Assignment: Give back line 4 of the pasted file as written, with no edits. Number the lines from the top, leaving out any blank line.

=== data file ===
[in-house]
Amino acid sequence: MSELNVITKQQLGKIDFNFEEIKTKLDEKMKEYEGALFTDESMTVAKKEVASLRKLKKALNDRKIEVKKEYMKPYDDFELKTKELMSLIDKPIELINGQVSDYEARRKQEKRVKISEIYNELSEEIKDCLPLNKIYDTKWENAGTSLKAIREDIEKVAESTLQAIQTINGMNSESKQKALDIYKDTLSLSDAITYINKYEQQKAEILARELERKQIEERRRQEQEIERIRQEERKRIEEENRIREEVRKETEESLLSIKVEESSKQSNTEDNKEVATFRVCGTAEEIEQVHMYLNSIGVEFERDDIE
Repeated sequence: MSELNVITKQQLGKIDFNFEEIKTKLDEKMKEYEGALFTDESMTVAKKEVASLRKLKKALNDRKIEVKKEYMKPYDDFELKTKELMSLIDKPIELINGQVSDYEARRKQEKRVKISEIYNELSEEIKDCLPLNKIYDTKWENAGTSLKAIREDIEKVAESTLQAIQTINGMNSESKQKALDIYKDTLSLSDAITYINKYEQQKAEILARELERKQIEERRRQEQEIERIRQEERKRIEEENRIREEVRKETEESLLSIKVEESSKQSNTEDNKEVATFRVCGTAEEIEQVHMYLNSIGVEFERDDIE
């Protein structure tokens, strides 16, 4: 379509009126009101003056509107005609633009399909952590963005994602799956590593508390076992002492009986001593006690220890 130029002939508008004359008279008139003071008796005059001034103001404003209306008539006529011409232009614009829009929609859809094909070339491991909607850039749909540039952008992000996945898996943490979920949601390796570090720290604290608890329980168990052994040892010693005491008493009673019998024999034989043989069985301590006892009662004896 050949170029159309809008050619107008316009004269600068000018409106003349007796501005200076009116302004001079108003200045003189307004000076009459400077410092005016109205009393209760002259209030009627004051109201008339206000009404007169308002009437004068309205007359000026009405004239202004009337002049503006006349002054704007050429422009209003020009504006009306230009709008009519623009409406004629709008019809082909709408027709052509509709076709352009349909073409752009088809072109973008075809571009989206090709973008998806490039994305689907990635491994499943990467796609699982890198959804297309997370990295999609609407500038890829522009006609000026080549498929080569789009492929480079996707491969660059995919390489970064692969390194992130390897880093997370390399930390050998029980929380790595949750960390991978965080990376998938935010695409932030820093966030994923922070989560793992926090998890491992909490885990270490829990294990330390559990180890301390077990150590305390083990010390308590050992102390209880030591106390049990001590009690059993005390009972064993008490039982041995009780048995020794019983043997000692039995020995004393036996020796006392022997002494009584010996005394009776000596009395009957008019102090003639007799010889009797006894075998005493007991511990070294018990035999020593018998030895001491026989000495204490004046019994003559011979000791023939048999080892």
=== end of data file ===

């Protein structure tokens, strides 16, 4: 379509009126009101003056509107005609633009399909952590963005994602799956590593508390076992002492009986001593006690220890 130029002939508008004359008279008139003071008796005059001034103001404003209306008539006529011409232009614009829009929609859809094909070339491991909607850039749909540039952008992000996945898996943490979920949601390796570090720290604290608890329980168990052994040892010693005491008493009673019998024999034989043989069985301590006892009662004896 050949170029159309809008050619107008316009004269600068000018409106003349007796501005200076009116302004001079108003200045003189307004000076009459400077410092005016109205009393209760002259209030009627004051109201008339206000009404007169308002009437004068309205007359000026009405004239202004009337002049503006006349002054704007050429422009209003020009504006009306230009709008009519623009409406004629709008019809082909709408027709052509509709076709352009349909073409752009088809072109973008075809571009989206090709973008998806490039994305689907990635491994499943990467796609699982890198959804297309997370990295999609609407500038890829522009006609000026080549498929080569789009492929480079996707491969660059995919390489970064692969390194992130390897880093997370390399930390050998029980929380790595949750960390991978965080990376998938935010695409932030820093966030994923922070989560793992926090998890491992909490885990270490829990294990330390559990180890301390077990150590305390083990010390308590050992102390209880030591106390049990001590009690059993005390009972064993008490039982041995009780048995020794019983043997000692039995020995004393036996020796006392022997002494009584010996005394009776000596009395009957008019102090003639007799010889009797006894075998005493007991511990070294018990035999020593018998030895001491026989000495204490004046019994003559011979000791023939048999080892």